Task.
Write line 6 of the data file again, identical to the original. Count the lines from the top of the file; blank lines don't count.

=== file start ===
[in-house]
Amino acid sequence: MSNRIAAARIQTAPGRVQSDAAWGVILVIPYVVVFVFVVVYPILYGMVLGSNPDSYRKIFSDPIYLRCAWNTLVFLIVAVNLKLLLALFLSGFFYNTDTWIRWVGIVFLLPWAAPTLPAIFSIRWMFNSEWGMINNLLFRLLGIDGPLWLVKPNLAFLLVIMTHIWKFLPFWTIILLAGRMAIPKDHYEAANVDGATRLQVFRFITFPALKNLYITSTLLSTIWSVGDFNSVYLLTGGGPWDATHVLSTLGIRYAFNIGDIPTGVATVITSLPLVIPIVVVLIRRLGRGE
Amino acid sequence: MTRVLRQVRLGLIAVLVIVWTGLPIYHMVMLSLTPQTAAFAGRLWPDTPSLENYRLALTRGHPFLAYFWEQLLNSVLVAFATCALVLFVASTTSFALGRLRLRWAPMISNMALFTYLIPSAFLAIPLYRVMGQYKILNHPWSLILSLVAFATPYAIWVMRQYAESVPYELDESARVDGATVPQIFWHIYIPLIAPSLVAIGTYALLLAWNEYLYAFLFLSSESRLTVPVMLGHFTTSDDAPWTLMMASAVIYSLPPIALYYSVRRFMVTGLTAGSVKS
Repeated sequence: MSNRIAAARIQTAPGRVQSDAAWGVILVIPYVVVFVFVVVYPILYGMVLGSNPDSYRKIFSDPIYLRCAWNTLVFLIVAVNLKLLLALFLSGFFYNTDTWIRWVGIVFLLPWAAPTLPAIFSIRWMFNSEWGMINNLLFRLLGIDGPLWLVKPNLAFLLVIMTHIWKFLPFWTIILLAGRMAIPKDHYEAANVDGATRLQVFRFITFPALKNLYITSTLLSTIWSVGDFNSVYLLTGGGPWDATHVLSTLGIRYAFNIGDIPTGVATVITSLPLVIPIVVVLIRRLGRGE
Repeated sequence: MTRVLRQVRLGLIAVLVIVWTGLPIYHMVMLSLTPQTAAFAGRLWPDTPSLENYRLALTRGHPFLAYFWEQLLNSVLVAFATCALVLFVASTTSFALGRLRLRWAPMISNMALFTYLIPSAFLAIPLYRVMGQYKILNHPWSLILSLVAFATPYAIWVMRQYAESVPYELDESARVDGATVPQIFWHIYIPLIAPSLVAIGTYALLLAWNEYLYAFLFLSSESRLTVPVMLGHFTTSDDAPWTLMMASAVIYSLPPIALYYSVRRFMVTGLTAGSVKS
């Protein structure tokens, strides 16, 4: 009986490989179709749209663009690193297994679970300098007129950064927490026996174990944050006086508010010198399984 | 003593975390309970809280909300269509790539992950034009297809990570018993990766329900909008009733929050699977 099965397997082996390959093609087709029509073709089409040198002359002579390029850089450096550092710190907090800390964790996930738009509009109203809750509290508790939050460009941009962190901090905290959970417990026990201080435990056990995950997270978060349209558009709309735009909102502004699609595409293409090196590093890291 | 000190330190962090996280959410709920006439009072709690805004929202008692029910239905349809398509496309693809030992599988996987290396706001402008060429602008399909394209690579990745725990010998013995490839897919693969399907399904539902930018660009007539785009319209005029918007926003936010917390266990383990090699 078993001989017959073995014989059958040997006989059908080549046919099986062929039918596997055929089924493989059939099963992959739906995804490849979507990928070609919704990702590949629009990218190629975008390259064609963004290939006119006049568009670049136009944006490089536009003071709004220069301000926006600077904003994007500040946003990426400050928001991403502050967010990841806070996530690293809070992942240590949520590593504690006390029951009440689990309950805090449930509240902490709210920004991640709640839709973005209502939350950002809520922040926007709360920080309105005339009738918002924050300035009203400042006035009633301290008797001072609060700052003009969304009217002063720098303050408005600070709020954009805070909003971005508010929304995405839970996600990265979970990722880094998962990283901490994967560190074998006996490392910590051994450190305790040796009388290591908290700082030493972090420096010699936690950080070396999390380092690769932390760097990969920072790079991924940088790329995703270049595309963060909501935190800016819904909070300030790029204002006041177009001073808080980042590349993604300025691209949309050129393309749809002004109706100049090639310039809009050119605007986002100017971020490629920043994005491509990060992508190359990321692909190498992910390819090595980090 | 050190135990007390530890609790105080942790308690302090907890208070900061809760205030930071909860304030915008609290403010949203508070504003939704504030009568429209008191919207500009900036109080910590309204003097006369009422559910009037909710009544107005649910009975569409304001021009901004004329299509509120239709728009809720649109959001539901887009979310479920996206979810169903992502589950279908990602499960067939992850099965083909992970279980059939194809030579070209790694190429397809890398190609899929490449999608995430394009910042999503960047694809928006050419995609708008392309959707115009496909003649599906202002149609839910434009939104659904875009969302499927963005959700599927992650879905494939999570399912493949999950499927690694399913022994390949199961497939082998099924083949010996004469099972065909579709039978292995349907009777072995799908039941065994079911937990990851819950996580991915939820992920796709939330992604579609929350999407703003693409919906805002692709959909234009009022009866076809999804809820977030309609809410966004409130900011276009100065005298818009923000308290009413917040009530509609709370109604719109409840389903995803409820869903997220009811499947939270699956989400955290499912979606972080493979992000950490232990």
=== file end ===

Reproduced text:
């Protein structure tokens, strides 16, 4: 009986490989179709749209663009690193297994679970300098007129950064927490026996174990944050006086508010010198399984 | 003593975390309970809280909300269509790539992950034009297809990570018993990766329900909008009733929050699977 099965397997082996390959093609087709029509073709089409040198002359002579390029850089450096550092710190907090800390964790996930738009509009109203809750509290508790939050460009941009962190901090905290959970417990026990201080435990056990995950997270978060349209558009709309735009909102502004699609595409293409090196590093890291 | 000190330190962090996280959410709920006439009072709690805004929202008692029910239905349809398509496309693809030992599988996987290396706001402008060429602008399909394209690579990745725990010998013995490839897919693969399907399904539902930018660009007539785009319209005029918007926003936010917390266990383990090699 078993001989017959073995014989059958040997006989059908080549046919099986062929039918596997055929089924493989059939099963992959739906995804490849979507990928070609919704990702590949629009990218190629975008390259064609963004290939006119006049568009670049136009944006490089536009003071709004220069301000926006600077904003994007500040946003990426400050928001991403502050967010990841806070996530690293809070992942240590949520590593504690006390029951009440689990309950805090449930509240902490709210920004991640709640839709973005209502939350950002809520922040926007709360920080309105005339009738918002924050300035009203400042006035009633301290008797001072609060700052003009969304009217002063720098303050408005600070709020954009805070909003971005508010929304995405839970996600990265979970990722880094998962990283901490994967560190074998006996490392910590051994450190305790040796009388290591908290700082030493972090420096010699936690950080070396999390380092690769932390760097990969920072790079991924940088790329995703270049595309963060909501935190800016819904909070300030790029204002006041177009001073808080980042590349993604300025691209949309050129393309749809002004109706100049090639310039809009050119605007986002100017971020490629920043994005491509990060992508190359990321692909190498992910390819090595980090 | 050190135990007390530890609790105080942790308690302090907890208070900061809760205030930071909860304030915008609290403010949203508070504003939704504030009568429209008191919207500009900036109080910590309204003097006369009422559910009037909710009544107005649910009975569409304001021009901004004329299509509120239709728009809720649109959001539901887009979310479920996206979810169903992502589950279908990602499960067939992850099965083909992970279980059939194809030579070209790694190429397809890398190609899929490449999608995430394009910042999503960047694809928006050419995609708008392309959707115009496909003649599906202002149609839910434009939104659904875009969302499927963005959700599927992650879905494939999570399912493949999950499927690694399913022994390949199961497939082998099924083949010996004469099972065909579709039978292995349907009777072995799908039941065994079911937990990851819950996580991915939820992920796709939330992604579609929350999407703003693409919906805002692709959909234009009022009866076809999804809820977030309609809410966004409130900011276009100065005298818009923000308290009413917040009530509609709370109604719109409840389903995803409820869903997220009811499947939270699956989400955290499912979606972080493979992000950490232990």